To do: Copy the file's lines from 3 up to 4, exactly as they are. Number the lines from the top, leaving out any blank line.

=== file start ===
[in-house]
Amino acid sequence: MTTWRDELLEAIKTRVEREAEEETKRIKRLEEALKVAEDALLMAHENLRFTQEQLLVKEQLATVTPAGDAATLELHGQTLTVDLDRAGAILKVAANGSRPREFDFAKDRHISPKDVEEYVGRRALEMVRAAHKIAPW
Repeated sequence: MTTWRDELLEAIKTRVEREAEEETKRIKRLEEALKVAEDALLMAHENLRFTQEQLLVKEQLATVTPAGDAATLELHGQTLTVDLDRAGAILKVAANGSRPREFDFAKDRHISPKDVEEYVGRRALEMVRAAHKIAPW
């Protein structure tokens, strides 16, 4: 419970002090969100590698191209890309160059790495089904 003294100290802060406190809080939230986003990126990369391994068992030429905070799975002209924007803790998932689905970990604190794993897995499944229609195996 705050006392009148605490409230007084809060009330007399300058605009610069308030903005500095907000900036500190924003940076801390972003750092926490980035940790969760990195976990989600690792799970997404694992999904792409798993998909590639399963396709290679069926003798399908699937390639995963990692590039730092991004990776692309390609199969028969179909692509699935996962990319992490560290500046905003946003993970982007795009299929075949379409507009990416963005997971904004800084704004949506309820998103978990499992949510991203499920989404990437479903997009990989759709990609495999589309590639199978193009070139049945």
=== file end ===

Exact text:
Repeated sequence: MTTWRDELLEAIKTRVEREAEEETKRIKRLEEALKVAEDALLMAHENLRFTQEQLLVKEQLATVTPAGDAATLELHGQTLTVDLDRAGAILKVAANGSRPREFDFAKDRHISPKDVEEYVGRRALEMVRAAHKIAPW
């Protein structure tokens, strides 16, 4: 419970002090969100590698191209890309160059790495089904 003294100290802060406190809080939230986003990126990369391994068992030429905070799975002209924007803790998932689905970990604190794993897995499944229609195996 705050006392009148605490409230007084809060009330007399300058605009610069308030903005500095907000900036500190924003940076801390972003750092926490980035940790969760990195976990989600690792799970997404694992999904792409798993998909590639399963396709290679069926003798399908699937390639995963990692590039730092991004990776692309390609199969028969179909692509699935996962990319992490560290500046905003946003993970982007795009299929075949379409507009990416963005997971904004800084704004949506309820998103978990499992949510991203499920989404990437479903997009990989759709990609495999589309590639199978193009070139049945």